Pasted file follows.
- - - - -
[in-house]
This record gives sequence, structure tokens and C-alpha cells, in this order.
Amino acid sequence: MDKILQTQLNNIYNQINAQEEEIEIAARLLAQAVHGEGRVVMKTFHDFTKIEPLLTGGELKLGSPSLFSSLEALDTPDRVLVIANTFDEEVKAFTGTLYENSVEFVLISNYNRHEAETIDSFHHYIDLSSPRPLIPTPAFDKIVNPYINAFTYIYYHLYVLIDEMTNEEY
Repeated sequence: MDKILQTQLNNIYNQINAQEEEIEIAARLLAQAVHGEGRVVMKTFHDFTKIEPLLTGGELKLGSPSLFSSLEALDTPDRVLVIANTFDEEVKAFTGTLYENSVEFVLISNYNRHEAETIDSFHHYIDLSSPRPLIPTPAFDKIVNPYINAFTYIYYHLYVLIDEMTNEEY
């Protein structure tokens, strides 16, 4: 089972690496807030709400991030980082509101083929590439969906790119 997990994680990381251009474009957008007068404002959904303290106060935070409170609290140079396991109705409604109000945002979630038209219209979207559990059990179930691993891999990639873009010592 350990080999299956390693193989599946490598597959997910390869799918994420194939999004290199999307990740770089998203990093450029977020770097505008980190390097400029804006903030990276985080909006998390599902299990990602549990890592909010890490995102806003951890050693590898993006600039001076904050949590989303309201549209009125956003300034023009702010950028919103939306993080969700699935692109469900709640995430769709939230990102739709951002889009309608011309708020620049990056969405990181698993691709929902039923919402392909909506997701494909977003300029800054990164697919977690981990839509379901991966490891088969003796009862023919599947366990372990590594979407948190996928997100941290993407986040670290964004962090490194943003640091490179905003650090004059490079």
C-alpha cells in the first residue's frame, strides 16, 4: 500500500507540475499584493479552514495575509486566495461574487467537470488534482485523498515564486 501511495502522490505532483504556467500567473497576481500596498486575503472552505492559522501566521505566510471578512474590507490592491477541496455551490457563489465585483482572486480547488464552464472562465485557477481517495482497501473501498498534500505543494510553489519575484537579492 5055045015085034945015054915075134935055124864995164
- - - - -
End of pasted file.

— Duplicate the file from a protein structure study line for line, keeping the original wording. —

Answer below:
[in-house]
This record gives sequence, structure tokens and C-alpha cells, in this order.
Amino acid sequence: MDKILQTQLNNIYNQINAQEEEIEIAARLLAQAVHGEGRVVMKTFHDFTKIEPLLTGGELKLGSPSLFSSLEALDTPDRVLVIANTFDEEVKAFTGTLYENSVEFVLISNYNRHEAETIDSFHHYIDLSSPRPLIPTPAFDKIVNPYINAFTYIYYHLYVLIDEMTNEEY
Repeated sequence: MDKILQTQLNNIYNQINAQEEEIEIAARLLAQAVHGEGRVVMKTFHDFTKIEPLLTGGELKLGSPSLFSSLEALDTPDRVLVIANTFDEEVKAFTGTLYENSVEFVLISNYNRHEAETIDSFHHYIDLSSPRPLIPTPAFDKIVNPYINAFTYIYYHLYVLIDEMTNEEY
């Protein structure tokens, strides 16, 4: 089972690496807030709400991030980082509101083929590439969906790119 997990994680990381251009474009957008007068404002959904303290106060935070409170609290140079396991109705409604109000945002979630038209219209979207559990059990179930691993891999990639873009010592 350990080999299956390693193989599946490598597959997910390869799918994420194939999004290199999307990740770089998203990093450029977020770097505008980190390097400029804006903030990276985080909006998390599902299990990602549990890592909010890490995102806003951890050693590898993006600039001076904050949590989303309201549209009125956003300034023009702010950028919103939306993080969700699935692109469900709640995430769709939230990102739709951002889009309608011309708020620049990056969405990181698993691709929902039923919402392909909506997701494909977003300029800054990164697919977690981990839509379901991966490891088969003796009862023919599947366990372990590594979407948190996928997100941290993407986040670290964004962090490194943003640091490179905003650090004059490079």
C-alpha cells in the first residue's frame, strides 16, 4: 500500500507540475499584493479552514495575509486566495461574487467537470488534482485523498515564486 501511495502522490505532483504556467500567473497576481500596498486575503472552505492559522501566521505566510471578512474590507490592491477541496455551490457563489465585483482572486480547488464552464472562465485557477481517495482497501473501498498534500505543494510553489519575484537579492 5055045015085034945015054915075134935055124864995164